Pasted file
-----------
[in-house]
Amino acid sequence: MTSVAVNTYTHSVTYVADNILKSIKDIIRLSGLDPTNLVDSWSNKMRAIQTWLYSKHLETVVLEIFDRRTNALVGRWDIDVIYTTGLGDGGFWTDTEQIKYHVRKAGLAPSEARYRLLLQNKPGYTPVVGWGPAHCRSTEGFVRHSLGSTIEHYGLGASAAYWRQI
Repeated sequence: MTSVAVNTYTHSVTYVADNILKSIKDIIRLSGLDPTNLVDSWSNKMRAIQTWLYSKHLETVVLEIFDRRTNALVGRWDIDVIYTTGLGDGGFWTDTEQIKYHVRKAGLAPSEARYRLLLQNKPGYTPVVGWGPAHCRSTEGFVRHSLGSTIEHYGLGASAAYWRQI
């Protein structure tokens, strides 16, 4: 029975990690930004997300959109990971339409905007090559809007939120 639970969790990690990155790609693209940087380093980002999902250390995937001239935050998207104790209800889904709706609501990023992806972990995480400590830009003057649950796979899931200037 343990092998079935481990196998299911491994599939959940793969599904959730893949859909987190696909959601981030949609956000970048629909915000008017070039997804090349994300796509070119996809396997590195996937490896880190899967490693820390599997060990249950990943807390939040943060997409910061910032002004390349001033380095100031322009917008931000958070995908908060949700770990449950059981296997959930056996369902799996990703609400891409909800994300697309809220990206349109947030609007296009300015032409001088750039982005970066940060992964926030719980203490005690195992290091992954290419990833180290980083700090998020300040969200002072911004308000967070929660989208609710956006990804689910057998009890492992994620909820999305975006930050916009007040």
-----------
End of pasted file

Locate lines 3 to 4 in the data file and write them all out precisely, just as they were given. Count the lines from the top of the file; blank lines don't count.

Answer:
Repeated sequence: MTSVAVNTYTHSVTYVADNILKSIKDIIRLSGLDPTNLVDSWSNKMRAIQTWLYSKHLETVVLEIFDRRTNALVGRWDIDVIYTTGLGDGGFWTDTEQIKYHVRKAGLAPSEARYRLLLQNKPGYTPVVGWGPAHCRSTEGFVRHSLGSTIEHYGLGASAAYWRQI
């Protein structure tokens, strides 16, 4: 029975990690930004997300959109990971339409905007090559809007939120 639970969790990690990155790609693209940087380093980002999902250390995937001239935050998207104790209800889904709706609501990023992806972990995480400590830009003057649950796979899931200037 343990092998079935481990196998299911491994599939959940793969599904959730893949859909987190696909959601981030949609956000970048629909915000008017070039997804090349994300796509070119996809396997590195996937490896880190899967490693820390599997060990249950990943807390939040943060997409910061910032002004390349001033380095100031322009917008931000958070995908908060949700770990449950059981296997959930056996369902799996990703609400891409909800994300697309809220990206349109947030609007296009300015032409001088750039982005970066940060992964926030719980203490005690195992290091992954290419990833180290980083700090998020300040969200002072911004308000967070929660989208609710956006990804689910057998009890492992994620909820999305975006930050916009007040």